August 3, 2009
With the House gone for its August recess, the Senate will turn its attention this week to passing one more spending bill, replenishing the popular Cash for Clunkers program, and confirming President Obama’s pick for the Supreme Court, Judge Sonia Sotomayor, all with the aim to leave town Friday until after Labor Day.
As Congress prepares to leave for August recess, the House, which adjourned last week, has completed work on all 12 appropriations bills, and the Senate is expected to be a third of the way done when it departs Friday. The Senate will consider its Agriculture spending measure this week. With Senate passage of the Agriculture bill this week, the Senate will have passed four of its bills.
The Senate plans to continue floor consideration of spending bills in September, and leaders would like to get a handful of spending bills enacted before the Oct. 1 start of federal fiscal year 2010. A continuing resolution will be needed to fund most government agencies when the new fiscal year arrives. Democrats remain intent on enacting all 12 spending bills individually, and avoiding a massive multi-bill omnibus spending measure, as has so often been the result over the past 14 years.
The House and Senate will begin informal and then formal conference committee negotiations to work out the differences between their spending measures. The Office of Federal Relations will continue to advocate for funding priorities that affect the University of Washington, including congressionally-directed funding and specific programmatic (agency) funding.
The six Senate Finance Committee members negotiating a bipartisan healthcare overhaul bill will meet throughout the week, but will not hold a markup on any overhaul measure. While they keep reporting that the group is making progress, no one has seen a proposal on paper. One provision that appears close to a final decision is an insurance co-op in lieu of a public option. The public option issue will likely be hotly debated when Congress returns to DC in September.
The House meanwhile may be on recess, but lawmakers working on a health care overhaul still have a lot of work to do over the break to prepare to pass legislation when they return. Democratic leaders and committee chairs will have to find a way to resolve differences in the versions of the bill approved by two committees – Education and Labor and Ways and Means – and a compromise measure approved just before the House recessed last week by the Energy and Commerce Committee that includes proposals crafted with moderate Democrats on the panel who had opposed the original bill over cost concerns.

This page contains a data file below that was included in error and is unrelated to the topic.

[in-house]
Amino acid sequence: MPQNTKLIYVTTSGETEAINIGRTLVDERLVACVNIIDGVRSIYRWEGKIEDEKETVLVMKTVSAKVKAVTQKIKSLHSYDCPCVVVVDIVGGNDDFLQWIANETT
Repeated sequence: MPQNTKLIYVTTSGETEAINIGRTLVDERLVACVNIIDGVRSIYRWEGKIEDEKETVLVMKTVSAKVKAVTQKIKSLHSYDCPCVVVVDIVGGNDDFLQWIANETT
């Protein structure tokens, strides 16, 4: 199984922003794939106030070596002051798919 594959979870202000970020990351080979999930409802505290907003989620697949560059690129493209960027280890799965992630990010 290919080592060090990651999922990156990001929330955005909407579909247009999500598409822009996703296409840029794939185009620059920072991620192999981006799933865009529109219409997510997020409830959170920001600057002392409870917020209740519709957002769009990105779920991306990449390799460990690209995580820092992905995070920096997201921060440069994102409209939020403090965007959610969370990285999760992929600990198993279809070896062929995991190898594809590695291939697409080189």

The House is looking now to pass the bill in mid-September, a few days after Congress reconvenes.
House Members have already started their August recess, with many of them back in their home states/districts. The Senate will follow after they complete their work this week. The WA State Delegation will spend the recess period holding town hall meetings, attending forums, and meeting with community leaders and constituent groups – with a focus on health care reform, Recovery Act implementation, and climate issues. Many of the DC staff from these offices will be in the state, and I am arranging for several of these staff to be on campus to learn more about our priorities as they relate to the federal government.
I will be on campus from August 19 through September 4, and am currently scheduling meetings with faculty and staff to discuss on-going University projects and issues. The Office of Federal Relations is also gearing up on the development of our FY2011 Federal Agenda. This agenda will likely include a continued focus on obtaining Recovery Act funding, as well as identifying new research opportunities through health care reform and climate legislation. Additionally, we are beginning to discuss priorities for FY2011 congressionally-directed funding requests.
Please let me know if you would like to meet with me during the time I’m on campus – either to discuss the current FY2010 process, the upcoming FY2011 Federal Agenda development, or any other issue that has some federal nexus and needs some attention by the Office of Federal Relations.
Christy Gullion, Director